Few have done more to elevate tennis in America than Bud Collins

Few have done more to elevate tennis in America than Bud Collins.

A legendary writer and broadcaster, Collins was a giant in the tennis world.  He had a deep love of the game and provided the sport with its most authoritative voice.  A walking encyclopedia of tennis, Collins never took himself too seriously.  He was zany and irrepressible, yet unfailingly dignified.  The affable Collins had a reverence for the traditions he loved and disdain for anything he regarded as pompous or stodgy.

“There isn’t another American journalist so identified with his sport as Bud is with tennis,” wrote Frank Deford in Sports Illustrated in 2007.  “He is the very soul of the game – as a historian, as authority, as devotee, as enthusiast.”

Collins was the face of tennis in the U.S.   His impact on the game may have been greater than that of any competitor.  Collins covered the U.S. Open for CBS from 1968 through 1972, then worked for NBC for 35 years.  Players found comfort in seeing Bud Collins as they came off the court following a match.  Wearing a reassuring and infectious smile, he had the gravitas to empathize with the loser, graciously congratulate the winner, and handle the entire matter genially.

Like the late Craig Sager, Collins wore garish clothing.  And, like Sager, he was beloved in his sport.  “He was as colorful as his trousers, which were his signature,” said Dick Enberg, whose work alongside Collins made Breakfast at Wimbledon destination viewing.  “Yet it was really misleading to the average fan.  That was his M.O. for television.  In person, he was the quietest guy in the room.”

Although he called himself a “hack,” Collins was a talented player, winning the U.S. Indoor Mixed Doubles alongside Janet Hopps in 1961.  He was also, with Jack Crawford, a finalist in the French Senior Doubles in 1975.  Collins coached tennis at Brandeis University, where one of his players was future political activist Abbie Hoffman.  The 1959 squad was the only undefeated tennis team in Brandeis history.

Arthur Worth Collins Jr. was born June 17, 1929, in Lima, Ohio.  He grew up in nearby Borea, where his father was the athletic director at Baldwin-Wallace College.  Collins attended Baldwin-Wallace, where he played tennis and worked on the student newspaper.  He graduated in 1951, served in the Army, than moved to Boston to pursue a graduate degree in journalism at Boston University.  Collins went to work for the Boston Herald in the late 1950s as a sportswriter.  In 1963, he joined the more prestigious Boston Globe, where he remained for most of his life.

Collins made his debut as a tennis commentator in 1963, calling the U.S. National Doubles Championships from Brookline, Massachusetts.  In addition to tennis, he covered boxing and wrote about politics and the Vietnam War.  For 25 years, he had a travel column in the Globe.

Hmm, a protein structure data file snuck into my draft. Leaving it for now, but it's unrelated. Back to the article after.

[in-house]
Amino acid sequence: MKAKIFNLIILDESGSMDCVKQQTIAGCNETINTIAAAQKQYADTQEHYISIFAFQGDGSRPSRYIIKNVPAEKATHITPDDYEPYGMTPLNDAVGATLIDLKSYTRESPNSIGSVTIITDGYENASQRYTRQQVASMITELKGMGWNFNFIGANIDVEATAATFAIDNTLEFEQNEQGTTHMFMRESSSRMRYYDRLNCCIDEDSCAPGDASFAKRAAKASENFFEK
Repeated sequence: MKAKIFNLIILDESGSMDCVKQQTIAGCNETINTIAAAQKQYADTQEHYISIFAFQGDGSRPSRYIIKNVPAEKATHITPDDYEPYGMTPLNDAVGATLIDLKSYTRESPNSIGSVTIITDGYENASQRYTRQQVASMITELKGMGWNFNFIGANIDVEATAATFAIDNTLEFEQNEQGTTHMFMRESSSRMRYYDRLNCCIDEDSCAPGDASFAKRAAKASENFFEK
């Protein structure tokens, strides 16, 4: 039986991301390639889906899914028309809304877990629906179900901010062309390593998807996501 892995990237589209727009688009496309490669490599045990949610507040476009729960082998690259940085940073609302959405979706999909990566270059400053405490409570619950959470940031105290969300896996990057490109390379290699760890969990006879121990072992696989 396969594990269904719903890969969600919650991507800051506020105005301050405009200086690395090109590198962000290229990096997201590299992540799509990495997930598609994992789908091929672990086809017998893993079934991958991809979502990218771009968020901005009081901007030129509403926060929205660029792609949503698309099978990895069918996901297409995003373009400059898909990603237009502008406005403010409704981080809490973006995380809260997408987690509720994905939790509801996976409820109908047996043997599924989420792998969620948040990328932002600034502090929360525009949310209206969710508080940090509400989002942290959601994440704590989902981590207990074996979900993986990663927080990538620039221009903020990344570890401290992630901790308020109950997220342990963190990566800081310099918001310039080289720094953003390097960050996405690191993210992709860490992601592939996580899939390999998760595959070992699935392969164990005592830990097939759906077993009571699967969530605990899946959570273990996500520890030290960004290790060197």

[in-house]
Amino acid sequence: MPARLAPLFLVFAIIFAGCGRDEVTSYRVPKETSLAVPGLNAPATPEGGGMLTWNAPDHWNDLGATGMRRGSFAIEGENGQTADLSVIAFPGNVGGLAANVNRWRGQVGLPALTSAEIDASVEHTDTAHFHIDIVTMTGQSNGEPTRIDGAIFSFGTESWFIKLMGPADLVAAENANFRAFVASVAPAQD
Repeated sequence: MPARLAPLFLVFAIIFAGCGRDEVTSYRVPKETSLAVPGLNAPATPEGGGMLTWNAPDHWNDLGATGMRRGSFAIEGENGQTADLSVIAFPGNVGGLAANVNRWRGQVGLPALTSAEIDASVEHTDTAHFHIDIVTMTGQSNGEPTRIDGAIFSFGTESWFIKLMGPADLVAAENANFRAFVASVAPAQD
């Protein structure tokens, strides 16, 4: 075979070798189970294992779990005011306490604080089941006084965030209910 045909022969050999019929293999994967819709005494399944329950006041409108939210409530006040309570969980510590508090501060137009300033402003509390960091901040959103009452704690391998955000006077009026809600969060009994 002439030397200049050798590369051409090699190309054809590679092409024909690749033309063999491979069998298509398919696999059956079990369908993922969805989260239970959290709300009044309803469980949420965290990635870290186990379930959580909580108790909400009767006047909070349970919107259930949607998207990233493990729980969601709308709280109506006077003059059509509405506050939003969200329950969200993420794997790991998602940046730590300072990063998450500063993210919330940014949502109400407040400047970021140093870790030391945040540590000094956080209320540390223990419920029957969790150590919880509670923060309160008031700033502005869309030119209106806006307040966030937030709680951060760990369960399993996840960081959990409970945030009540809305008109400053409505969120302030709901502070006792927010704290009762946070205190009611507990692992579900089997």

“If I had to choose between TV and writing, “ he said in 1994, “I’d probably choose writing.”

Mr. Collins, who was inducted into the National Sportscasters and Sportswriters Hall of Fame in 2002, was a media trailblazer.  He was among the first major sportswriters to transition to television, paving the way for Lesley Visser, Peter Gammons, and Chris Mortenson, among others.  A fundamentally decent man, Collins helped launch many journalism careers.  His nimble brain was a reservoir of knowledge.

Enberg followed tennis only casually before NBC first sent him to cover Wimbledon in 1979.  Unsure of his tennis expertise, he quickly found a friend in Bud Collins.  “I might be rehearsing or maybe on my first take and he’d say, ‘No, no, that’s not what a tennis reporter would say.  Here’s what you really mean.’ Enberg recalled. “He could have just let me go.  But he didn’t allow that.  Bud wanted tennis to be represented properly.”

In his wonderfully effusive manner, Collins often gave players fanciful nicknames that captured their style of play.  Chris Evert was “The Ice Maiden.”  Bjorn Borg became the “Angelic Assassin.”  The Williams sisters, Venus and Serena, were the “Sisters Sledgehammer.”

A masterfully entertaining fellow, Collins was a serious student of the game.  He covered the sport he loved for over five decades and wrote his way into the International Tennis Hall of Fame.  Collins published several books, including autobiographies on both Rod Laver and Evonne Goolagong.  His epic – The Bud Collins History of Tennis – is the history of the sport.  In 1999, Collins received the Red Smith Award, the nation’s highest sportswriting honor.  In September 2015, the USTA fittingly renamed the U.S. Open pressroom the Bud Collins Media Center in recognition of his years of service to tennis.

Mr. Collins, widely considered the country’s leading voice and foremost authority on tennis, died at his home in Brookline, Massachusetts, March 4, 2016.  He was 86.